Giggles rose from the backseat of the car the first time we drove past the dilapidated Beury Building on Philadelphia’s famed Broad Street. Seeing the words “Boner Forever” tattooed on the side of a 14 story building will do that to teenagers. And their father. Not so much his wife.

The once majestic Art Deco movie theater was built in 1926 but has stood vacant for more than 40 years. It was originally the home of the National Bank of North Philadelphia and later took the name of Charles Beury, the bank’s first president and former president of Temple University. My oldest daughter attends the university’s Boyer School of Music, giving us opportunities to travel down Broad Street to watch her perform. And while the Viagra mural still makes me chuckle, I’ve since learned that Boner and Forever are actually two graffiti artists who collaborated on the prominent tag.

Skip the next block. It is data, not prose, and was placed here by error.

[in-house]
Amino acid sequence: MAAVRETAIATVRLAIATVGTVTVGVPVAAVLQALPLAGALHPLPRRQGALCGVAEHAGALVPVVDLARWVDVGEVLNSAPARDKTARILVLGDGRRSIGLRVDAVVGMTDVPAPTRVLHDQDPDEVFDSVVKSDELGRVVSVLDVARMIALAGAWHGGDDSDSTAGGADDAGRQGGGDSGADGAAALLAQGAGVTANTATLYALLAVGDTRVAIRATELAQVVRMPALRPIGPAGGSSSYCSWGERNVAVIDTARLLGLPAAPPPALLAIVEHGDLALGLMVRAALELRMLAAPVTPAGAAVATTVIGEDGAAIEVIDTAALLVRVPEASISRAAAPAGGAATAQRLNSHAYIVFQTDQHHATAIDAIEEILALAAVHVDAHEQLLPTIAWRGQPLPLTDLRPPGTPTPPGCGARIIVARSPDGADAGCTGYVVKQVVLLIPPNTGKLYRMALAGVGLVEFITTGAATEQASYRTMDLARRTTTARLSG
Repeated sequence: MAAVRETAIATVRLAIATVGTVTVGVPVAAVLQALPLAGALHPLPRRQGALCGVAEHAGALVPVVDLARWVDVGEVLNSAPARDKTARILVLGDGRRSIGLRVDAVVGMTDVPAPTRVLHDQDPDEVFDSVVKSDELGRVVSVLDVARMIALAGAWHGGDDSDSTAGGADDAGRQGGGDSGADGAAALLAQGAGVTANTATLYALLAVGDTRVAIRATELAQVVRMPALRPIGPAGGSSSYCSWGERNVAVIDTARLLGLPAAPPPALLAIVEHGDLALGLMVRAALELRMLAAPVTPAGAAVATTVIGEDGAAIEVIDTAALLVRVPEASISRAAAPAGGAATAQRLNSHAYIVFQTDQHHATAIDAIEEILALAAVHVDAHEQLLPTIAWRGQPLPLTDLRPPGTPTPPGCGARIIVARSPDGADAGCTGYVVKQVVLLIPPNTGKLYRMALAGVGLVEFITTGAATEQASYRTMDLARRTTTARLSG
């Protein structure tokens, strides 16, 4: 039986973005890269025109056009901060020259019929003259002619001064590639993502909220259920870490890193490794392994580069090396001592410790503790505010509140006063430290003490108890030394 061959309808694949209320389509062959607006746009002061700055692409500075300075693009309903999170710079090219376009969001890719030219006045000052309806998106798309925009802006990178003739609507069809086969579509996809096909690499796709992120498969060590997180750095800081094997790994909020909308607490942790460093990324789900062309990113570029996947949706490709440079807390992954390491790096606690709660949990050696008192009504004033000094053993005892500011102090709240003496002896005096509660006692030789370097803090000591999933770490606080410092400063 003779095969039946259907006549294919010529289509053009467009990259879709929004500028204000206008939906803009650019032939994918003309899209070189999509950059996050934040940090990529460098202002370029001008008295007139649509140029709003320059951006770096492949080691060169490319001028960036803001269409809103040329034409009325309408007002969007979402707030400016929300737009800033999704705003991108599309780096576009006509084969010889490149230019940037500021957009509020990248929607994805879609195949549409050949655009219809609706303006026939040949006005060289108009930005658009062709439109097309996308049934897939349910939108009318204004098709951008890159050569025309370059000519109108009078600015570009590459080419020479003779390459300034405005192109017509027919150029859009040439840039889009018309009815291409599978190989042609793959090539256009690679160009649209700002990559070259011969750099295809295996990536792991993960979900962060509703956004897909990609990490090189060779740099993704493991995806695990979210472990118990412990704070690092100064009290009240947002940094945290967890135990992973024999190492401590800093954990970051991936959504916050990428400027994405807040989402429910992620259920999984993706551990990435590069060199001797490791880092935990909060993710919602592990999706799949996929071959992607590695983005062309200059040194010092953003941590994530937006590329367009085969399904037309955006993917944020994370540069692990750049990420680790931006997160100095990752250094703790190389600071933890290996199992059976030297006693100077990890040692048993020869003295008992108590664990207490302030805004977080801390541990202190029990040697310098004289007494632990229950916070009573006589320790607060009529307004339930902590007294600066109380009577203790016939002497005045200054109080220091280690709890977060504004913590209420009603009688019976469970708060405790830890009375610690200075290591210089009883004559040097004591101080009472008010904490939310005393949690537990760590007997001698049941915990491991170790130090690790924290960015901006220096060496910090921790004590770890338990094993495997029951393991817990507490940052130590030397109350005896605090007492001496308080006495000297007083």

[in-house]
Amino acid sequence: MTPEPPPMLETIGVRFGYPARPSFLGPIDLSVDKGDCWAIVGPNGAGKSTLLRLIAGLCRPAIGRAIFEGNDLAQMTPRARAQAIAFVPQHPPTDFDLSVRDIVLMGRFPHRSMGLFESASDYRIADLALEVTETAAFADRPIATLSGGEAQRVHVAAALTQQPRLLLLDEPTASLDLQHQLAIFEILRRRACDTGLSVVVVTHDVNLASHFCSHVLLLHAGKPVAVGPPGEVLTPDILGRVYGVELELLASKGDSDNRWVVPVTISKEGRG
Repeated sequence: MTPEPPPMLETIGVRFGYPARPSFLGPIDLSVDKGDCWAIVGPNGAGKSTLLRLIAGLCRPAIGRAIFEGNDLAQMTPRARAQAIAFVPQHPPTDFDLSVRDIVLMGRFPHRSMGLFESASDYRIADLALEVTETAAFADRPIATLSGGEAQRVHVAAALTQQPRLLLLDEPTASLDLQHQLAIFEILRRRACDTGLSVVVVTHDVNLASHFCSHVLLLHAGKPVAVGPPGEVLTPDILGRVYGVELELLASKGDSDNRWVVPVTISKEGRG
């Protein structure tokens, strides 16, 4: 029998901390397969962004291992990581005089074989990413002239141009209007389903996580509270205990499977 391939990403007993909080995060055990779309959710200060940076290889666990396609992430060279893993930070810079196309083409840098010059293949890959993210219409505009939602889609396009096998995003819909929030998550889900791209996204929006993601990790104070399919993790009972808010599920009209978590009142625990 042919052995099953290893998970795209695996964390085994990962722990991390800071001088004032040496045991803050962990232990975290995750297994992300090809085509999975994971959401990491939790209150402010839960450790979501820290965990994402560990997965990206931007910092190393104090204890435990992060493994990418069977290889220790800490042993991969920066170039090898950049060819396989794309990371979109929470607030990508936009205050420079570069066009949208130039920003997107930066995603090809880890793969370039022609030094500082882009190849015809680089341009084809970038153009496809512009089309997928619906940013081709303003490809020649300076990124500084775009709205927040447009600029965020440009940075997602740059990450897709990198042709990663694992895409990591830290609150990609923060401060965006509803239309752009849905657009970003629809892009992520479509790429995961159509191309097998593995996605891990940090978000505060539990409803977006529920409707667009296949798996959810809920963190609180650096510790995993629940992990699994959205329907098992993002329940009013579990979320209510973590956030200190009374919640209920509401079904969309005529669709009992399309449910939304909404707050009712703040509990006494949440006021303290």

Broad Street cuts through roughly 13 miles of the City of Brotherly Love. It was one of the earliest planned streets in the United States, designed by Thomas Holme for William Penn in 1687, and remains one of the country’s busiest and longest urban boulevards.

It’s a street paved in history. It intersects with Clearfield Street on the exact location of the 40th Parallel. It’s shared corner with West Glenwood Avenue is the former personal gym of Joe Frazier. Just up the street from my daughter’s dorm is the 50,000 square foot Uptown Theater. Built in 1929 and opened on the eve of the Great Depression, the theater played an integral role in rhythm and blues, soul and gospel music. Names like Sam Stiefel, Georgie Woods and Sid Booker produced weeks long shows on Broad Street. Daryl hall, a Temple student like my daughter, got his start at the Uptown.

Broad Street was also the flashpoint for the Philadelphia race riots in 1964, one of the first in the civil rights era.

Traveling up and down Broad Street is a reminder of the history that traveled one of America’s most storied streets.

I shot these images with my Olympus E-PL1 street camera while stopped at traffic lights heading north on Broad Street.

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